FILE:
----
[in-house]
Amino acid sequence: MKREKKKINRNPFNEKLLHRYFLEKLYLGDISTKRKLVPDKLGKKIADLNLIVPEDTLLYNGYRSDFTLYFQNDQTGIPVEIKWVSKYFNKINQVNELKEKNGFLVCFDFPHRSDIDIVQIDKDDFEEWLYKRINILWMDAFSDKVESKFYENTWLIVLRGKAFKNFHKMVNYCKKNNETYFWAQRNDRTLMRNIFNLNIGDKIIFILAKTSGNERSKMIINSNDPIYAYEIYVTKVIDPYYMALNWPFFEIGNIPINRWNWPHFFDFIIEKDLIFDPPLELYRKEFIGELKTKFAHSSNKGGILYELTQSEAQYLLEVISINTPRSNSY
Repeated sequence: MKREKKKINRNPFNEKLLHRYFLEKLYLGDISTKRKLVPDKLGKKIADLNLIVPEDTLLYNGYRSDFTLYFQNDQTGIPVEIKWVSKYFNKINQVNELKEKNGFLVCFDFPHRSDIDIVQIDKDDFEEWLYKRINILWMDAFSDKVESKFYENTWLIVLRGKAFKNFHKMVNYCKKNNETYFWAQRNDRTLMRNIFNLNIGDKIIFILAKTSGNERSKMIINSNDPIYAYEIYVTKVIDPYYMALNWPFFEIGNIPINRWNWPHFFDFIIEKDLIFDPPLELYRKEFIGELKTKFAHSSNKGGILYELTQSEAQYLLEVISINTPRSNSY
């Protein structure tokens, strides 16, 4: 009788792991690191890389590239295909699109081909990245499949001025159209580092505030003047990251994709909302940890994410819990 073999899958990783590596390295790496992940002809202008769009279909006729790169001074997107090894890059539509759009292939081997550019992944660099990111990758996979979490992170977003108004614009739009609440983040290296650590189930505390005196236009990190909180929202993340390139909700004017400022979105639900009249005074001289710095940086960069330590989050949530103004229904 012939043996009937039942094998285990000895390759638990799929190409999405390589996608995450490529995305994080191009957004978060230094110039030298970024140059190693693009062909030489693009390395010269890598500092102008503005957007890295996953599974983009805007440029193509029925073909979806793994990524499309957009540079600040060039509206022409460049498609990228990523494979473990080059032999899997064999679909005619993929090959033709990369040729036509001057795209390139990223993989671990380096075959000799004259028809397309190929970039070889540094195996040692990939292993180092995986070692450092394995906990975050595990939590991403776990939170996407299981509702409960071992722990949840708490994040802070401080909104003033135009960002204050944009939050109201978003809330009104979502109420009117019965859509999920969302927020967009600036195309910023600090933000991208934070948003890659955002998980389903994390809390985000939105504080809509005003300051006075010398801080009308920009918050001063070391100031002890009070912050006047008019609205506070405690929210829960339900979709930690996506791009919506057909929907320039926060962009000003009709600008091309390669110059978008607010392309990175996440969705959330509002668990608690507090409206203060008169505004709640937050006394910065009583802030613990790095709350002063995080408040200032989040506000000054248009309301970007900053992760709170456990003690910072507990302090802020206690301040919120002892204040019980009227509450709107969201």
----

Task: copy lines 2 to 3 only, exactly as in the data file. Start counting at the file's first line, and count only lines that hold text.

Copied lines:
Amino acid sequence: MKREKKKINRNPFNEKLLHRYFLEKLYLGDISTKRKLVPDKLGKKIADLNLIVPEDTLLYNGYRSDFTLYFQNDQTGIPVEIKWVSKYFNKINQVNELKEKNGFLVCFDFPHRSDIDIVQIDKDDFEEWLYKRINILWMDAFSDKVESKFYENTWLIVLRGKAFKNFHKMVNYCKKNNETYFWAQRNDRTLMRNIFNLNIGDKIIFILAKTSGNERSKMIINSNDPIYAYEIYVTKVIDPYYMALNWPFFEIGNIPINRWNWPHFFDFIIEKDLIFDPPLELYRKEFIGELKTKFAHSSNKGGILYELTQSEAQYLLEVISINTPRSNSY
Repeated sequence: MKREKKKINRNPFNEKLLHRYFLEKLYLGDISTKRKLVPDKLGKKIADLNLIVPEDTLLYNGYRSDFTLYFQNDQTGIPVEIKWVSKYFNKINQVNELKEKNGFLVCFDFPHRSDIDIVQIDKDDFEEWLYKRINILWMDAFSDKVESKFYENTWLIVLRGKAFKNFHKMVNYCKKNNETYFWAQRNDRTLMRNIFNLNIGDKIIFILAKTSGNERSKMIINSNDPIYAYEIYVTKVIDPYYMALNWPFFEIGNIPINRWNWPHFFDFIIEKDLIFDPPLELYRKEFIGELKTKFAHSSNKGGILYELTQSEAQYLLEVISINTPRSNSY